I came across a word origin yesterday during the course of some serious academic research, which I would like to share with my readers for their delectation. Actually, I saw it on the telly, but it’s still a valuable lexigraphical contribution. Okay?
Most people are aware of Cockney rhyming slang, but there is or was another form of disguising what was being said called ‘Back Slang’. All it involved was reversing words, eg ‘Madam’ would become…well, maybe that wasn’t such a good example. But if you ask your grocer for two pounds of potatoes and he tells his assistant to give you ‘eno’ pound, be on your guard is all I can say.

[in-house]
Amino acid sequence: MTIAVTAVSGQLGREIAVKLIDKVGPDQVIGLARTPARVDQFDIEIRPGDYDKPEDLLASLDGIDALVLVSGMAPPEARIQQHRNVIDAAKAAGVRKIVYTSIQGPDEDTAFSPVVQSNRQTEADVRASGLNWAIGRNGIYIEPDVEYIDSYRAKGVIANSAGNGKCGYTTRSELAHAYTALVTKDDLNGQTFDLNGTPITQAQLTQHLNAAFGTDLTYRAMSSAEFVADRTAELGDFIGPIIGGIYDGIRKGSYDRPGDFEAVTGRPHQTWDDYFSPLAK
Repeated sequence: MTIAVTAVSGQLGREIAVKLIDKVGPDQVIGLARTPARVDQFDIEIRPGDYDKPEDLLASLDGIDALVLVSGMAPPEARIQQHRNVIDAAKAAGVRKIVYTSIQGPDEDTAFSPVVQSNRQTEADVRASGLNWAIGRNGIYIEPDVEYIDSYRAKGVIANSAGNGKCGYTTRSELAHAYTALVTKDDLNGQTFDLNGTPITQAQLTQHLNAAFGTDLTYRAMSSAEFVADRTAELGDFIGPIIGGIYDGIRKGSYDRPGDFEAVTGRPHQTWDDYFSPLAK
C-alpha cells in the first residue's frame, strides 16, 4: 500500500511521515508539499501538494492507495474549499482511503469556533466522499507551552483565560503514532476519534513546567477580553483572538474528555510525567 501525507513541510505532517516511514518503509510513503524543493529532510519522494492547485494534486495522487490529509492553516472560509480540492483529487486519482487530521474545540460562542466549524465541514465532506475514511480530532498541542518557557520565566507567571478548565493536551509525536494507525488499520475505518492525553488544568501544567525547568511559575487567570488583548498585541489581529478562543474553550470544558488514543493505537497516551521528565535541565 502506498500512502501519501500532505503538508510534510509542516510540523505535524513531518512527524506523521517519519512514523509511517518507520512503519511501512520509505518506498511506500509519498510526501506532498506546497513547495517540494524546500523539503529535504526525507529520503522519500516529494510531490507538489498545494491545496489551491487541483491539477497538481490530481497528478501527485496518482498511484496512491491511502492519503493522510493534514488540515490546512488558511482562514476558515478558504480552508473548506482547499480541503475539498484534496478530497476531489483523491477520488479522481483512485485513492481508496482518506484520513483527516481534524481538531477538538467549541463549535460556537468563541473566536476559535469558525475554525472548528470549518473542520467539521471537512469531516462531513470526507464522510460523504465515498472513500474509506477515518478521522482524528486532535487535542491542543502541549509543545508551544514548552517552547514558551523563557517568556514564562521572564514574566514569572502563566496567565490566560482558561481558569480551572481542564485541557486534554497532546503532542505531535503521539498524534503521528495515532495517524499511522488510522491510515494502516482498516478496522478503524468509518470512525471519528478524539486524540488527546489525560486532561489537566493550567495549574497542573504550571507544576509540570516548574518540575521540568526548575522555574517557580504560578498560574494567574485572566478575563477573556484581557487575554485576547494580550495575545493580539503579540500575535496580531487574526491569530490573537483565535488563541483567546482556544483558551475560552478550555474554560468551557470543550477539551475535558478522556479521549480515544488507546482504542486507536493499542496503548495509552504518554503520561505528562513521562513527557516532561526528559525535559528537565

This is because back slang was used by market traders so that they could discuss things in front of customers without giving the game away. For example making fun of irritating peoples, or conning them in some way.
I have to confess here that I’ve always thought the whole ‘slang as a means of disguise’ thing to be entertaining but pretty pointless, since I’m sure that the the public, police etc soon cottoned on to what rhyming slang terms meant, and back slang is an even cruder and easier ‘code’ to break. If you did overhear you grocer speaking gobbledegook, you would soon start to get suspicious. Anyway, here is today’s word origin.
And it is a very simple one. It’s now used (at least in the UK) to refer to an uncouth or unpleasant young man, but originally it was merely the back slang word for a boy: Yob.